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SEC Proposes Wall Street Transparency Via Python 278

An anonymous reader writes "A US federal agency is considering the use of computing languages to specify legal requirements. 'We are proposing that the computer program be filed on EDGAR in the form of downloadable source code in Python. ... Under the proposed requirement, the filed source code, when downloaded and run by an investor, must provide the user with the ability to programmatically input the user's own assumptions regarding the future performance and cash flows from the pool assets, including but not limited to assumptions about future interest rates, default rates, prepayment speeds, loss-given-default rates, and any other necessary assumptions.' Does this move make sense? If the proposed rule is enacted, it certainly will bring attention to Python or other permitted languages. Will that be a good thing?" The above quotes were pulled from pages 205 and 210 of the dense, 667-page proposal document (PDF). Market expert and professor of finance Jayanth R. Varma says it's a good idea.
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SEC Proposes Wall Street Transparency Via Python

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  • Re:Fantastic! (Score:3, Informative)

    by DeadDecoy ( 877617 ) on Monday April 19, 2010 @06:38PM (#31903490)
    By that same measure, it's not impossible to obfuscate [] python. If there's enough money involved, you can bet an innocuous hack will be coded in there somewhere.
  • Re:hmm (Score:3, Informative)

    by modmans2ndcoming ( 929661 ) on Monday April 19, 2010 @07:03PM (#31903756)

    Is a functional programming language any more inherently reliable since you are trusting the compiler anyways? Does it effectively matter if the code can be "provably without side-effects" if you are trusting the implementation via a black box on a different level? Honest question from a noob.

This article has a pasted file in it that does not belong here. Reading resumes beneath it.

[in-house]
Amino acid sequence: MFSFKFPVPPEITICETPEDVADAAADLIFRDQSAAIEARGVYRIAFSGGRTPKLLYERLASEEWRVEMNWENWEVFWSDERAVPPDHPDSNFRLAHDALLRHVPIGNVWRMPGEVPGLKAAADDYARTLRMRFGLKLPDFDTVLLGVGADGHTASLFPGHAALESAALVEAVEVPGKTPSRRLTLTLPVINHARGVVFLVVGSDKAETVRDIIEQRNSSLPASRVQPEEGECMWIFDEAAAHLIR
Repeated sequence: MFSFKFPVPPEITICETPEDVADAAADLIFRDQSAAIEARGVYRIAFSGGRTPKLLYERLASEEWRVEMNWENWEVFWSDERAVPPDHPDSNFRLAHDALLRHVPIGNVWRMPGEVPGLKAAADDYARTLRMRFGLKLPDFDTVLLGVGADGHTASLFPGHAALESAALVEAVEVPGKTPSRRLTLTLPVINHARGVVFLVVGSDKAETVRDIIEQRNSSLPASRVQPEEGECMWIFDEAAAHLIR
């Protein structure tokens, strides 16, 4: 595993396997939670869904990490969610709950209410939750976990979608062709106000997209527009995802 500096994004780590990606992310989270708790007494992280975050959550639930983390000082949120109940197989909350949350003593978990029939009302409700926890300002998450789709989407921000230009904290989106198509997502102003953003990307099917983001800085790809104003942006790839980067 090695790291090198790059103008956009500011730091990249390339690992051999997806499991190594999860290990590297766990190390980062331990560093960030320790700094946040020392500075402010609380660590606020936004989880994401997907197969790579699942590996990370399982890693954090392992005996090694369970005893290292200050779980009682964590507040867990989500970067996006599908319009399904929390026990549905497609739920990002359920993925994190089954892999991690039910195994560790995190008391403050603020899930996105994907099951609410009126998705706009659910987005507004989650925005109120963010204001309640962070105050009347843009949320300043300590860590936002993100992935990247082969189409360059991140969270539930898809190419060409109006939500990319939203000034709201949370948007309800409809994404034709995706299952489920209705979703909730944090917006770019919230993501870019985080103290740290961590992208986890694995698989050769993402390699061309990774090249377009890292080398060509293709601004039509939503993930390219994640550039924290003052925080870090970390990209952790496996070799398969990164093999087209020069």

Python is FOSS so there is no black box.

  • by Anonymous Coward on Monday April 19, 2010 @08:21PM (#31904570)

    A good portion of Google's code is written in that "academic" programming language. So is the Washington Post's website. And a good sized chunk of Gnome. Mercurial, probably the second most popular dvcs (after git) is written mostly 500 lines of Python. Civilization IV and Battlefield 2 both use Python for their scripting.

    What makes Python an academic language and C# an applications language? Is it the pretty IDE Microsoft makes for it?

  • Re:Ugh! (Score:3, Informative)

    by Gorobei ( 127755 ) on Monday April 19, 2010 @09:02PM (#31904908)

    Now, in addition to lawyers and accountants, you need computer programmers to invest. This smells like a racket. On the other hand, it can't get any worse than the legalese, and maybe that is the point.

    When banks sell a product, structure, portfolio, etc, to each other, they are already converting the legalese into code or at least data for pre-existing code: it's the only way you can come up with an estimate of the value of the asset in question.

    The python idea is great. Of course, I'm saying that because I've already got a python representation of hundreds of financial contracts :)

  • Re:Good idea. (Score:1, Informative)

    by Anonymous Coward on Monday April 19, 2010 @09:10PM (#31904972)

    That would be an Anaconda. Colt Pythons are chambered for .357 magnum.

  • python? (Score:1, Informative)

    by Anonymous Coward on Monday April 19, 2010 @09:53PM (#31905334)
    I've done contract for wall street investment banks, hedge funds, sovereign funds, and offshore currency traders. Not once have I used python or seen it in use. Finance is a KAPE world -- K, APL, Prolog, and (ugh) Excel.
  • by Anonymous Coward on Monday April 19, 2010 @10:19PM (#31905526)

    See here [] for a domain specific language for financial contracts embedded in Haskell. A DSL is certainly the way to go over a "black box" or arbitrary Python code.

  • by jmcvetta ( 153563 ) on Monday April 19, 2010 @10:48PM (#31905750)